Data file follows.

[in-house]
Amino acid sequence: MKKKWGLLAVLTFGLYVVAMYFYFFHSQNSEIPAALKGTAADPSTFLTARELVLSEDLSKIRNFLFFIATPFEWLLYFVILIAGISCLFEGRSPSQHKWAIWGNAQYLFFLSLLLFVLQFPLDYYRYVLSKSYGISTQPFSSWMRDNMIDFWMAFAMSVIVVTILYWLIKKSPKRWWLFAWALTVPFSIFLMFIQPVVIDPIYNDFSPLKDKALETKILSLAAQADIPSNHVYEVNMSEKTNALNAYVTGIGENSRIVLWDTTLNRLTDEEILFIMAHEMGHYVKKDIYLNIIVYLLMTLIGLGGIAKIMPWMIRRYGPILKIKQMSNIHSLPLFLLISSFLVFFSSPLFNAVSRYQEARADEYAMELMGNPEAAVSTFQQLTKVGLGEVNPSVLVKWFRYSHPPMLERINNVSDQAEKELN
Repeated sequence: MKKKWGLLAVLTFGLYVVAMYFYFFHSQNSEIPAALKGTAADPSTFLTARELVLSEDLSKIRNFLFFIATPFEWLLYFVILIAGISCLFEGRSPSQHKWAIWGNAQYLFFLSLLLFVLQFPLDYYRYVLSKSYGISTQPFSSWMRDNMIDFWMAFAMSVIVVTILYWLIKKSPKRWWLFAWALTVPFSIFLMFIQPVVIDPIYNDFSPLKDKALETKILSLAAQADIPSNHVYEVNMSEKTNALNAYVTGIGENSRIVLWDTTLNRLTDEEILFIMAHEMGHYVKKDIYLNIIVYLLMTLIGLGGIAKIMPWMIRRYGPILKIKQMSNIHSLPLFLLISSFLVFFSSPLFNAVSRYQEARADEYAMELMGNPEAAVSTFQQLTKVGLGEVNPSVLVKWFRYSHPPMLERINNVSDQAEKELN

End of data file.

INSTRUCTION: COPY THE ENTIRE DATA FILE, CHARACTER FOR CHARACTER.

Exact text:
[in-house]
Amino acid sequence: MKKKWGLLAVLTFGLYVVAMYFYFFHSQNSEIPAALKGTAADPSTFLTARELVLSEDLSKIRNFLFFIATPFEWLLYFVILIAGISCLFEGRSPSQHKWAIWGNAQYLFFLSLLLFVLQFPLDYYRYVLSKSYGISTQPFSSWMRDNMIDFWMAFAMSVIVVTILYWLIKKSPKRWWLFAWALTVPFSIFLMFIQPVVIDPIYNDFSPLKDKALETKILSLAAQADIPSNHVYEVNMSEKTNALNAYVTGIGENSRIVLWDTTLNRLTDEEILFIMAHEMGHYVKKDIYLNIIVYLLMTLIGLGGIAKIMPWMIRRYGPILKIKQMSNIHSLPLFLLISSFLVFFSSPLFNAVSRYQEARADEYAMELMGNPEAAVSTFQQLTKVGLGEVNPSVLVKWFRYSHPPMLERINNVSDQAEKELN
Repeated sequence: MKKKWGLLAVLTFGLYVVAMYFYFFHSQNSEIPAALKGTAADPSTFLTARELVLSEDLSKIRNFLFFIATPFEWLLYFVILIAGISCLFEGRSPSQHKWAIWGNAQYLFFLSLLLFVLQFPLDYYRYVLSKSYGISTQPFSSWMRDNMIDFWMAFAMSVIVVTILYWLIKKSPKRWWLFAWALTVPFSIFLMFIQPVVIDPIYNDFSPLKDKALETKILSLAAQADIPSNHVYEVNMSEKTNALNAYVTGIGENSRIVLWDTTLNRLTDEEILFIMAHEMGHYVKKDIYLNIIVYLLMTLIGLGGIAKIMPWMIRRYGPILKIKQMSNIHSLPLFLLISSFLVFFSSPLFNAVSRYQEARADEYAMELMGNPEAAVSTFQQLTKVGLGEVNPSVLVKWFRYSHPPMLERINNVSDQAEKELN